St. Benedict is telling us to notice and use the good things we are given to use, and give glory to God in and through them. He is also warning us to be cognizant of who owns the evil we commit. Sometimes, we concentrate on what someone did to us and how much it hurts too much. If we will spend some time in Lectio Divina on the words of Jesus on the Cross, and especially the words “forgive,,,,, as we forgive…” we might discover that the person who needs our forgiveness the most, is ourselves. Whether we were directly responsible for what happened or not.

Contemplative prayer leads us to search for God beyond the surface. God is working God’s wonders through our pain, frustration and lack of self forgiveness. God is at work in our often unconscious decision to beat ourselves up about things that are not our fault. God is calling us through them to spend some time with Jesus at the foot of the Cross to hear Him pray for us in the words, “Father, forgive them, for they know not what they do.” The contemplative sees these words, through the power of the Holy Spirit, as the way to a deeper relationship with God by allowing God to help us to experience a profound healing, by forgiving ourselves. Until we spend that time, we often walk around through life in a pain and darkness that we do not notice or acknowledge how much it is destroying our life and relationships. When we trust in the crucified Jesus and these amazing words prayed from the Cross, and those in the Lord’s Prayer, we will know a freedom with God, others and ourselves that brings us to a wonderful Easter experience.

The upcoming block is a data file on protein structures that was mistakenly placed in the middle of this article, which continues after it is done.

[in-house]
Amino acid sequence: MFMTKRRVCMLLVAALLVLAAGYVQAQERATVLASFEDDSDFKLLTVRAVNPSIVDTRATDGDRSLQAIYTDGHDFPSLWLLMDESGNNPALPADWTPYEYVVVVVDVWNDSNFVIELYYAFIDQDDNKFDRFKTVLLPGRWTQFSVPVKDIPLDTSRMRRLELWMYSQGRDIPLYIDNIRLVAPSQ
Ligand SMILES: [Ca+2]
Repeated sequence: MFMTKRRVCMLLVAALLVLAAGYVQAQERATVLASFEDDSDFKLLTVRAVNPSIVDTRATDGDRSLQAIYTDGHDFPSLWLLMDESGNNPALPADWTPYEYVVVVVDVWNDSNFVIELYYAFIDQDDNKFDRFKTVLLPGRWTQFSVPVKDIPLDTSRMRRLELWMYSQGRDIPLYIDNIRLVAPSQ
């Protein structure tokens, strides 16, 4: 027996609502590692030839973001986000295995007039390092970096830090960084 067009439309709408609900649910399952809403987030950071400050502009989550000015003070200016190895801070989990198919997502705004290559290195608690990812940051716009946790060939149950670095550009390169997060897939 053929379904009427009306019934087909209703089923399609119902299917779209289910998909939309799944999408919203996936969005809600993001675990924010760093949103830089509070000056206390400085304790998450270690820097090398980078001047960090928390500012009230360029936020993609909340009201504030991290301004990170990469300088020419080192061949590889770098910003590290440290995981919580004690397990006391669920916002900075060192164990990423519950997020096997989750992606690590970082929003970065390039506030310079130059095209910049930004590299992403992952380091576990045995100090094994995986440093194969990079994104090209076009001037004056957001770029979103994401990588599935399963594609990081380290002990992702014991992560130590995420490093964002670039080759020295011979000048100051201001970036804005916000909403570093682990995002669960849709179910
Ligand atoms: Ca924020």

Have you taken time on this Good Friday to ask Jesus to help you forgive yourself?

Amen.

Peace be with all who enter here.

Brother Anselm Philip King-Lowe, OSB

If you or someone you know could benefit from Spiritual or Grief Companionship, please visit my website here.

If you feel led to buy me some coffee to help support this ministry, please scroll down to the bottom of the right sidebar and click on the Benedictine Coffee Mug. Thank you so very much.